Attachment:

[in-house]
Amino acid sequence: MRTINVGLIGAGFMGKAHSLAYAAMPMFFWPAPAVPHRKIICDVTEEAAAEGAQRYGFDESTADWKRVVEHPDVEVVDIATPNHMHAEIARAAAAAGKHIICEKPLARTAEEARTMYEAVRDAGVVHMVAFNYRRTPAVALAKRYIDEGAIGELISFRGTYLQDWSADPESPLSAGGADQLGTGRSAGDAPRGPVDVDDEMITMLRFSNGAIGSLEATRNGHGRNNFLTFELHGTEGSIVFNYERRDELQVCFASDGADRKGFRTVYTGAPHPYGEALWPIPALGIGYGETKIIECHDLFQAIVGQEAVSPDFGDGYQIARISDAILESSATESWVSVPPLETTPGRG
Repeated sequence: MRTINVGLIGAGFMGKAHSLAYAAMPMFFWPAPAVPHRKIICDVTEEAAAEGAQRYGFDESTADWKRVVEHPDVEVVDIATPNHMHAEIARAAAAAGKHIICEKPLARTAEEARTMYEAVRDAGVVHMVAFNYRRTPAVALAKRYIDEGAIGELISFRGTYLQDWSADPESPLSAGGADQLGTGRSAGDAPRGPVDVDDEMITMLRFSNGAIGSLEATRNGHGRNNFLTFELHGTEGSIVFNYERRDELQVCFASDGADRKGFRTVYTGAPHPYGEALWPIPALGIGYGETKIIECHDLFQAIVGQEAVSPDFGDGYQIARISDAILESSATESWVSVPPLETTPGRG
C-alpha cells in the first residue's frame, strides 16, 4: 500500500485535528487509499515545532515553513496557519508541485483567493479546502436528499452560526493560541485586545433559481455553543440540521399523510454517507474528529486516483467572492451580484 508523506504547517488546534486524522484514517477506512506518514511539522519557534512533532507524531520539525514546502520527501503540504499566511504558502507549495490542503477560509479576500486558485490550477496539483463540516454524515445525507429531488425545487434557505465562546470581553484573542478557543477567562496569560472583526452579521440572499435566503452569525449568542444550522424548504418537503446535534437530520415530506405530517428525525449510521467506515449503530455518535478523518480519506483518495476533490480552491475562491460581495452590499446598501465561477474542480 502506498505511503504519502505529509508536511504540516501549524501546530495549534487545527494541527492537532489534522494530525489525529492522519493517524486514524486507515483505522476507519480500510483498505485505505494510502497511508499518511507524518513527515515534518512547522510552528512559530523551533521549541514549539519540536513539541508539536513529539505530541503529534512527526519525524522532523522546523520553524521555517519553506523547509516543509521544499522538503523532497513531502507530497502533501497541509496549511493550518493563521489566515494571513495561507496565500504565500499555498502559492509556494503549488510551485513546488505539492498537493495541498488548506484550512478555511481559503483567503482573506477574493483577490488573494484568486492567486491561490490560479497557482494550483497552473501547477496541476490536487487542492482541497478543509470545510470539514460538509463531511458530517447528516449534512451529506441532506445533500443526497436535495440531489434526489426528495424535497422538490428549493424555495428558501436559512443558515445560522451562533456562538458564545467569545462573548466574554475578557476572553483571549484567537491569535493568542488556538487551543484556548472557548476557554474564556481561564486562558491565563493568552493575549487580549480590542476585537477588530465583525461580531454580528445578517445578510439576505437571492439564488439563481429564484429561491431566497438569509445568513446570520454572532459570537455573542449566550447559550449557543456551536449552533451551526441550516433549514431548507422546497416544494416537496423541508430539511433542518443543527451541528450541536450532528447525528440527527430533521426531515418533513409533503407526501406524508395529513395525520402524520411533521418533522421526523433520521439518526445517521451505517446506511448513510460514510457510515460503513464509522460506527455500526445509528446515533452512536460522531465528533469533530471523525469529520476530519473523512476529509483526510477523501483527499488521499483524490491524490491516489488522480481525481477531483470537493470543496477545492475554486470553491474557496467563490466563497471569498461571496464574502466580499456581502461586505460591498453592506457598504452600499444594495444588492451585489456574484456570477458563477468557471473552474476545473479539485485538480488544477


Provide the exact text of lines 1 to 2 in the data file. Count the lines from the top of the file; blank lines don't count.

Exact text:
[in-house]
Amino acid sequence: MRTINVGLIGAGFMGKAHSLAYAAMPMFFWPAPAVPHRKIICDVTEEAAAEGAQRYGFDESTADWKRVVEHPDVEVVDIATPNHMHAEIARAAAAAGKHIICEKPLARTAEEARTMYEAVRDAGVVHMVAFNYRRTPAVALAKRYIDEGAIGELISFRGTYLQDWSADPESPLSAGGADQLGTGRSAGDAPRGPVDVDDEMITMLRFSNGAIGSLEATRNGHGRNNFLTFELHGTEGSIVFNYERRDELQVCFASDGADRKGFRTVYTGAPHPYGEALWPIPALGIGYGETKIIECHDLFQAIVGQEAVSPDFGDGYQIARISDAILESSATESWVSVPPLETTPGRG